If the CentOS kernel version 3.17.x is listed first, then set grub to use 0 which will set the system to boot off the newer kernel. You might want to leave some of the older 3.10.x kernels on the system in case you decide to revert to the stock CentOS 7 kernel, but you can always modify the default kernel to use later on.

grub2-set-default 0

Update the grub2 config so it's aware of the changes we just made.

grub2-mkconfig -o /boot/grub2/grub.cfg

Reboot the server and cross your fingers! If all goes well the server should come back online and boot CentOS 7 with the 3.17 kernel

reboot

To see if this is the case, run

uname -a

Upgrade CentOS 7 Kernel to 4.0.1

Why upgrade CentOS from the stock 3.10.x kernel to a newer 4.0.1.x kernel? Performance, especially if you use KVM. I found that the 3.17 kernel can improve random read and write IO by 25% - 50% in some cases. The Linux 4.0 Kernel builds on top of all the previous performance gains found in the 3.17 kernel.

To upgrade CentOS from Kernel 3.10.x to 4.0.1 do the following: '

Get the key and install the repo so we can has the access to latest centos kernels. You should make sure there isn't a newer version of elrepo before you copypasta these commands. That should help to ensure you always get the latest kernel for CentOS 7. Keep in mind that removing the stock kernel will set you adrift from the rest of the boring and slow CentOS world, which is ok with me, but it might not be ok with your boss so I'm just giving you a fair warning.

rpm --import https://www.elrepo.org/RPM-GPG-KEY-elrepo.org 
rpm -Uvh http://www.elrepo.org/elrepo-release-7.0-2.el7.elrepo.noarch.rpm 


Remove the old CentOS 7 kernel tools, headers and libs, in the case of CentOS 7 we are removing the 3.10 Kernel and replacing with the 4.0.1 kernel. I don't really suggest doing this on a production server, at least until you have finalized everything and are happy with the results. You already knew that though, right? :)

yum remove kernel-headers-3.10.0-123.9.2.el7.x86_64 kernel-tools-3.10.0-123.9.2.el7.x86_64 kernel-tools-libs-3.10.0-123.9.2.el7.x86_64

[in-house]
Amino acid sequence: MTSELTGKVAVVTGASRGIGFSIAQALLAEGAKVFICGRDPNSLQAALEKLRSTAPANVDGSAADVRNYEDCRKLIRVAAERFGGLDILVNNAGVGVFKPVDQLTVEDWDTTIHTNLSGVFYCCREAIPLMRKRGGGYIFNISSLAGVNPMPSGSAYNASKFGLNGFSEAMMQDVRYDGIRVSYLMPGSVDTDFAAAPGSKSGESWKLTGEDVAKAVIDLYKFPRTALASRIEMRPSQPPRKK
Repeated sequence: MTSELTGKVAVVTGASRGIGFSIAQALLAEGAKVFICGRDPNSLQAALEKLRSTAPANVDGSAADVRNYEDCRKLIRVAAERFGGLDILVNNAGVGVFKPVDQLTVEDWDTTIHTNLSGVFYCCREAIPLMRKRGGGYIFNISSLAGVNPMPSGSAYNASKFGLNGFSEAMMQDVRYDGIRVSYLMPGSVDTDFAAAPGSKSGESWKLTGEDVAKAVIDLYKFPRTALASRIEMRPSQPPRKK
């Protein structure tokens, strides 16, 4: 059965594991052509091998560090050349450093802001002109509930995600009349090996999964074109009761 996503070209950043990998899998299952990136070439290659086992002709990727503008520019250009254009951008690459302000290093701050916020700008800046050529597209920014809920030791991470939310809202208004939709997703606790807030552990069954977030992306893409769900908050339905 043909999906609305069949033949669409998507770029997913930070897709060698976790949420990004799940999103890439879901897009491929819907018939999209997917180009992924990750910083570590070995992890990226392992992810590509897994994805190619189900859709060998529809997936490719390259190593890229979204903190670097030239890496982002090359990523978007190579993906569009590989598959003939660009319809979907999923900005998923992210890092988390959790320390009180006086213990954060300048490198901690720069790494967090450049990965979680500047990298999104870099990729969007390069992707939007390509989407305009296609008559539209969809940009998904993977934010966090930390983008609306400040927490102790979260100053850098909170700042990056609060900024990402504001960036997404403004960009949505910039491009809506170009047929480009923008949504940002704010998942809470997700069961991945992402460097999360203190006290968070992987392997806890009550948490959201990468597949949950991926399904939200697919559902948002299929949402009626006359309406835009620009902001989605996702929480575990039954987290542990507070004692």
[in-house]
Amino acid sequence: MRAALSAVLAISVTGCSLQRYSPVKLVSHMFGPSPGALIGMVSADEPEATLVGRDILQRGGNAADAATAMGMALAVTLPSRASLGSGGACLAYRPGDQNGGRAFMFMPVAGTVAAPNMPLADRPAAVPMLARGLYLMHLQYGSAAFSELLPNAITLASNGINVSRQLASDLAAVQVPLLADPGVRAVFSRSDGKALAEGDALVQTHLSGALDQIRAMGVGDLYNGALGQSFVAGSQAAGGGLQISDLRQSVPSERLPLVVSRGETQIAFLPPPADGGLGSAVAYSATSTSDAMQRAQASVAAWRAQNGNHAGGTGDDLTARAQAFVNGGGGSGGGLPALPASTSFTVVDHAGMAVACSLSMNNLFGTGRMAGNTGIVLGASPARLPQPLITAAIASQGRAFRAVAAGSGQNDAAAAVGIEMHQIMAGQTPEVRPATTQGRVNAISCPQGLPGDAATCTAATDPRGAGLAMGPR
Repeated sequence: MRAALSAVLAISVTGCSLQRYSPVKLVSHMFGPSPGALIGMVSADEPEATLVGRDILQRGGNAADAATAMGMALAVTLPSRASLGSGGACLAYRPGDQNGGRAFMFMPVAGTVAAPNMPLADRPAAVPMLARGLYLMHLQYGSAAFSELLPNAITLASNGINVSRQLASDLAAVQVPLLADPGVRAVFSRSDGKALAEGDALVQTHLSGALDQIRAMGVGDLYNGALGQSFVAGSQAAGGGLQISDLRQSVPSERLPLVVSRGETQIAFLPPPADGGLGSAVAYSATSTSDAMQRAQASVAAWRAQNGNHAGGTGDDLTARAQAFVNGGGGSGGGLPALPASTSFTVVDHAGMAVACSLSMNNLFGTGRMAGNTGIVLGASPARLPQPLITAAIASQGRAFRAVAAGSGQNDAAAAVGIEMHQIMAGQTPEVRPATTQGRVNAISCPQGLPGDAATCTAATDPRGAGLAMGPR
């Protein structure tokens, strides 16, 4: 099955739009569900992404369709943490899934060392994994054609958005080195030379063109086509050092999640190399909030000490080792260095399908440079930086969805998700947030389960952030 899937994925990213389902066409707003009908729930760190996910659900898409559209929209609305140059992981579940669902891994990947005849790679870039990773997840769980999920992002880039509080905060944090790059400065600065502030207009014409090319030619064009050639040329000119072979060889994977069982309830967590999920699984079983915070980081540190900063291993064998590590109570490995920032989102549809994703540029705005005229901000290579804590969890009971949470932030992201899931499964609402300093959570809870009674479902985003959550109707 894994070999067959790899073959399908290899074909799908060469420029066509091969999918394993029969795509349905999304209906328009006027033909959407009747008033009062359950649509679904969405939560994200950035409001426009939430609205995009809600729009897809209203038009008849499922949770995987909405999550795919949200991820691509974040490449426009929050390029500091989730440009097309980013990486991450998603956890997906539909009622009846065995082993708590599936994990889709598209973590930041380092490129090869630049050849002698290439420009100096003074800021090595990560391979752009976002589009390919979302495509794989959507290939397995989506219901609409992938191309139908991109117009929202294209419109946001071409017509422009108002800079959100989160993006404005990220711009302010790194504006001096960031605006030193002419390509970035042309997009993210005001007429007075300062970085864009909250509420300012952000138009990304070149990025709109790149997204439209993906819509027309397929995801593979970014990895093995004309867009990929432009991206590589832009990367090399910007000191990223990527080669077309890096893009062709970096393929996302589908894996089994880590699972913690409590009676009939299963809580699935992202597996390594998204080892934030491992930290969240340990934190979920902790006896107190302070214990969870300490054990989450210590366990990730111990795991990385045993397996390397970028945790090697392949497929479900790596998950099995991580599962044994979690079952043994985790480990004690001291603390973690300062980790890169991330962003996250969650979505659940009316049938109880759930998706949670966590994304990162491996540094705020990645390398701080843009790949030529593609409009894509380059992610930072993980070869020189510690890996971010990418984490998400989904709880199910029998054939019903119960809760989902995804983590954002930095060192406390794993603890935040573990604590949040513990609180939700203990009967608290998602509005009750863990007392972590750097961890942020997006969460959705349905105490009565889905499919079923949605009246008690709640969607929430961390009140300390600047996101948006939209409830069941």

Edit repo and set "enabled=" in the kernel section to "1" to enable access to the latest kernel

vim /etc/yum.repos.d/elrepo.repo

[elrepo-kernel]
name=ELRepo.org Community Enterprise Linux Kernel Repository - el7
baseurl=http://elrepo.org/linux/kernel/el7/$basearch/
        http://mirrors.coreix.net/elrepo/kernel/el7/$basearch/
        http://jur-linux.org/download/elrepo/kernel/el7/$basearch/
        http://repos.lax-noc.com/elrepo/kernel/el7/$basearch/
        http://mirror.ventraip.net.au/elrepo/kernel/el7/$basearch/
mirrorlist=http://mirrors.elrepo.org/mirrors-elrepo-kernel.el7
enabled=1
gpgcheck=1
gpgkey=file:///etc/pki/rpm-gpg/RPM-GPG-KEY-elrepo.org
protect=0

Update Yum so that CentOS 7 pulls the newer 4.0.1 kernel packages from the repo we just installed.

yum update

Install the new 4.0.1 kernel and it's packages / libraries / tools, you might see a different kernel version than the one talked about here, so you may need to slightly modify the rest of these steps.

yum install kernel-ml kernel-ml-headers kernel-ml-tools kernel-ml-tools-libs kernel-ml-tools-libs-devel

If the CentOS kernel version 4.0.1 is listed first, then set grub to use 0 which will set the system to boot off the newer kernel. You might want to leave some of the older 3.10.x kernels on the system in case you decide to revert to the stock CentOS 7 kernel, but you can always modify the default kernel to use later on.

grub2-set-default 0

Update the grub2 config so it's aware of the changes we just made.